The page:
I don't understand how it works
Some parents do not believe that Tamiflu really works. In most cases, however, this has more to do with misuse or unrealistic expectations than with the drug itself.
In fact, the effectiveness of Tamiflu can vary depending on when treatment is started. To this end, most health professionals recommend taking the drug within 48 hours of the first symptoms onset .
The problem, of course, is that parents can sometimes skip or ignore minor symptoms, such as a runny nose or sore throat, for a day or two, especially if the child appears healthy.
What's more, although some people think that Tamiflu should kill the flu virus immediately and eliminate all symptoms, the point is that it does not work as an antibiotic, although it will probably shorten the duration of your child's illness. Tamiflu also doesn't work against other types of viruses, so it won't work if he or she is sick with something other than the flu.
Do not use it for prevention.
Tamiflu can be extremely effective in preventing the flu in a child who has not yet been vaccinated or who is at high risk for complications and has been around other people with the flu. However, because the benefits are largely invisible, parents often only turn to it when symptoms appear, rather than using it for prevention. This is a mistake.
Any high-risk child should be treated with Tamiflu as soon as possible after getting the flu.
Parents often associate price with potency and the fear that a drug like Tamiflu could cause more symptoms than it can alleviate. For the most part, this is not true.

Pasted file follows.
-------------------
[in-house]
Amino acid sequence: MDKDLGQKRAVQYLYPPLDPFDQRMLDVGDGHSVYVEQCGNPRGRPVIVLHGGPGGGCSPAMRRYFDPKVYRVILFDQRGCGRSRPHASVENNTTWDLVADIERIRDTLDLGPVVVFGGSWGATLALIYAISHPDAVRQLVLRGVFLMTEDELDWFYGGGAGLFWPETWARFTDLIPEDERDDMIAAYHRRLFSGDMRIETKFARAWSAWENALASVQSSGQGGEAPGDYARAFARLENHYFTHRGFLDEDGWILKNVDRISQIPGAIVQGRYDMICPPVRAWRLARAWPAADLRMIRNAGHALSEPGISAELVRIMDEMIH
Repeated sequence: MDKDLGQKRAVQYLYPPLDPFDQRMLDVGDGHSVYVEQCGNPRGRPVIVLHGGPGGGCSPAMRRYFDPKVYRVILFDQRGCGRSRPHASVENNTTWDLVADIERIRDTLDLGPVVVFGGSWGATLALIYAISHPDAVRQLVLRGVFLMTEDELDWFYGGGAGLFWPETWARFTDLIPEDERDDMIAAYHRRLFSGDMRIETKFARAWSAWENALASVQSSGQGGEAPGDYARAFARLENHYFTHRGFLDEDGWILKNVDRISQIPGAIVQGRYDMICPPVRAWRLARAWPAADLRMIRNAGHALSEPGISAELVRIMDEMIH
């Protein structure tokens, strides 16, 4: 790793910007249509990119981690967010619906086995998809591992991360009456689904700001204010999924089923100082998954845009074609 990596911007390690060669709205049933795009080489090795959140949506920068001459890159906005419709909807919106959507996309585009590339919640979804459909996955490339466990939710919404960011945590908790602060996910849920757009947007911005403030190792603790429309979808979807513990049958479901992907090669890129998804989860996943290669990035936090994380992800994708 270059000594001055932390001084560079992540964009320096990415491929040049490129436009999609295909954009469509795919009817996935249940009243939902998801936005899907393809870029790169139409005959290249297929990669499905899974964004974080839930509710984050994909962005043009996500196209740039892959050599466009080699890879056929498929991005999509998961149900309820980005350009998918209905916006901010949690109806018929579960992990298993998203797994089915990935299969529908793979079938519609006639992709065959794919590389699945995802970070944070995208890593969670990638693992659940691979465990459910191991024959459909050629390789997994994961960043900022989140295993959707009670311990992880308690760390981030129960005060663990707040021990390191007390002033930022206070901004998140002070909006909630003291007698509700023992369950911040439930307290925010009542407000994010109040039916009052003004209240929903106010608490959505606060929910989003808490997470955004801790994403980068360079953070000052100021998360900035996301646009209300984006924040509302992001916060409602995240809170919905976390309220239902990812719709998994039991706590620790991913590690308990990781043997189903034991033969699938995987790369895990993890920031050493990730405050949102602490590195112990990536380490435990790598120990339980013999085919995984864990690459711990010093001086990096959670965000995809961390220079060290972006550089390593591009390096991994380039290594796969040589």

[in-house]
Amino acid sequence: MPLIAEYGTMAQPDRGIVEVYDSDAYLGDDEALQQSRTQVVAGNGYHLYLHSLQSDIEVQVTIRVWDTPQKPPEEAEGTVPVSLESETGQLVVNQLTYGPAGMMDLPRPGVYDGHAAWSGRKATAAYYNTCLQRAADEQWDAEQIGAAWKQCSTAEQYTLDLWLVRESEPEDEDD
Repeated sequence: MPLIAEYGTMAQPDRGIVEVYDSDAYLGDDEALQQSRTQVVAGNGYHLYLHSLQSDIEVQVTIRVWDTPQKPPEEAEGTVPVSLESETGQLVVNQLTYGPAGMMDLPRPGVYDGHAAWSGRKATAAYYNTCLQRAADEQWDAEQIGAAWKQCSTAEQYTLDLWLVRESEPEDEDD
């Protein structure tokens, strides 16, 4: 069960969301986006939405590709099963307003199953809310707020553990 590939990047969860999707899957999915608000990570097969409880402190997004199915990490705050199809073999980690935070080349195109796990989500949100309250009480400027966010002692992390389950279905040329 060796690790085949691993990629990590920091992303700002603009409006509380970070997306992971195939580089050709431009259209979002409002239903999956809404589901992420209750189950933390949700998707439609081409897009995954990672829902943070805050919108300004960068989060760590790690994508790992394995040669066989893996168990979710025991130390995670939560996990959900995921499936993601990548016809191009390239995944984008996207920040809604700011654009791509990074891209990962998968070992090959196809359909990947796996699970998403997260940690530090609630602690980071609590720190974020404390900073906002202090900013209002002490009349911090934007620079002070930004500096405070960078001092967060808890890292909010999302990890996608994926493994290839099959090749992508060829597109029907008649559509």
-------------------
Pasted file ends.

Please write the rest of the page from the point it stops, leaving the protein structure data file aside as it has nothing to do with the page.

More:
According to the FDA, the two most common side effects are nausea and vomiting, which are generally less severe and occur within two days of starting treatment. Taking Tamiflu with food can generally reduce the risk of these side effects. Other side effects can include mild abdominal pain, nosebleeds, headaches, and fatigue.
More serious side effects have been reported. Reports, mainly from Japan in 2005 and 2006, suggest that Tamiflu increases the risk of neuropsychiatric symptoms such as delirium and hallucinations, and may lead adolescents to self-harm or suicidal thoughts .
To date, no such events have been reported and further research has not shown an increased risk of neuropsychiatric effects in Tamiflu users. However, updated product labels now include information on hallucinations, self-harm, abnormal behavior, and suicidal behavior. Thoughts, although extremely rare, are possible.
If you notice any serious side effects while your child is taking Tamiflu, call your doctor immediately.
As with antibiotics used to treat bacterial infections, there has long been a concern that the widespread use of antiviral medications for influenza could lead to the development of a supervirus. We have not seen this to date.
Because flu viruses can change so rapidly, CDC regularly tests for resistance to antivirals and has encountered little or no resistance during recent flu seasons. This regular testing also determines which antiviral medications CDC should recommend each flu season and helps keep recommendations current .
However, it is not recommended to take any medication when it is not really necessary. In addition to potential health risks, this can limit the supply of the drug to those who really need it.